A North Texas task force is tackling COVID-19 among the hard-hit Hispanic community as more families mourn the loss of loved ones to the virus, including the family of a Balch Springs mother and grandmother.
“She was just loving. She’d make you smile,” said Candelario Esparza Jr. “She was a huge nerd. Everybody loved being around her.”
In a matter of days, Marianne Pesina went from being a doting mother adored by her three kids and three grandkids to another heartbreaking statistic.
“I can’t believe this happened, especially so fast,” said her son.
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The 53-year-old with high blood pressure lost her battle with COVID-19 last week after being hospitalized.
Her daughter and her daughter’s boyfriend also contracted the virus and are currently recovering.
Esparza Jr. admits he was a COVID-skeptic in the beginning of the pandemic.
He spent Monday planning his mother’s funeral.
“I was just telling everyone like, really? COVID-19? Really Coronavirus? But for it to hit home and to take someone I love dearly, I’m just telling everybody, this is a real thing,” he said.
The majority of COVID-related deaths in Dallas County have been those 41 and older, according to data released by Dallas Mayor Eric Johnson.
75% had at least one underlying health condition.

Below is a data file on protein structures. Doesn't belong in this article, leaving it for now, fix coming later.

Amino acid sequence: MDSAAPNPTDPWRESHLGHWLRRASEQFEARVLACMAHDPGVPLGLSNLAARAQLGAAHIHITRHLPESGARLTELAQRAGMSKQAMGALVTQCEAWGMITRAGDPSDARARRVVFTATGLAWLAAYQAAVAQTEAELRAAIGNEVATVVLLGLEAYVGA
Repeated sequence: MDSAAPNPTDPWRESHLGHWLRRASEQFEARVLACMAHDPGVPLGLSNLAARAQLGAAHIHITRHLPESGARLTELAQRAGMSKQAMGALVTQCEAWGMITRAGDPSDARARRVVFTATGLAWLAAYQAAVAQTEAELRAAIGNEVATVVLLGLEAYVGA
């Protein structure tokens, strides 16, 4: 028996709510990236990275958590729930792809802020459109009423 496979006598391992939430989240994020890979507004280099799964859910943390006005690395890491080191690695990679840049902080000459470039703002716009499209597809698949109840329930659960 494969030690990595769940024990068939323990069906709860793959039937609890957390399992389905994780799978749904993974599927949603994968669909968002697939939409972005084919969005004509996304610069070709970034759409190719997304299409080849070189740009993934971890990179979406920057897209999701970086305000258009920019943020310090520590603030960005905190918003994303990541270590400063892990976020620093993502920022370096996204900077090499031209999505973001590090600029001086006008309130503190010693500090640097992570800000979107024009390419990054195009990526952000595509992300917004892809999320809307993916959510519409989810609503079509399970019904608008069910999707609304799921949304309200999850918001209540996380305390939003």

While Hispanic account for about 41% of the county’s population, Latinos account for 43% of COVID-deaths and 55% of COVID-hospitalizations, according to data.
“We are overrepresented in terms of those that are getting sick,” said Rene Martinez, former LULAC district director.
Martinez has joined the COVID Hispanic Task Force in the county.
The group has developed bilingual education aimed at helping Hispanic residents learn about coronavirus, how to prevent it, learn about increased testing sites and have a ‘checklist’ if one tests positive.
“Just getting that information in both languages in our community is essential,” said Martinez.
Martinez, like experts, say Hispanics have been disproportionately affected by COVID-19 based on several factors including: an increased number of essential workers, living in multi-generational homes and having limited access to healthcare.
“They don’t have the luxury of staying home so in many cases they’re bringing the virus to their homes,” said Martinez.
He does acknowledge there ‘are some elements’ within the Latino community not taking the pandemic seriously-enough.
Esparza Jr. said his mother took the virus seriously and would wash her hands often and would wear masks and gloves.
“This is real,” he said. “This his home for sure and I just wish everybody would wear a mask, save a life.”
The family has a GoFundMe account to help pay for funeral expenses.
"The Latino community is being disproportionately hit be this, so we are doing everything we can to respond those disparities and actually plan for them in the future," Dallas Mayor Eric Johnson said. "I’ve appointed a COVID-19 healthcare access czar and we are addressing the disparities in a thoughtful way, so, it is something that is on my mind and it’s on our radar screen and we intend to address it."
*Map locations are approximate, central locations for the city and are not meant to indicate where actual infected people live.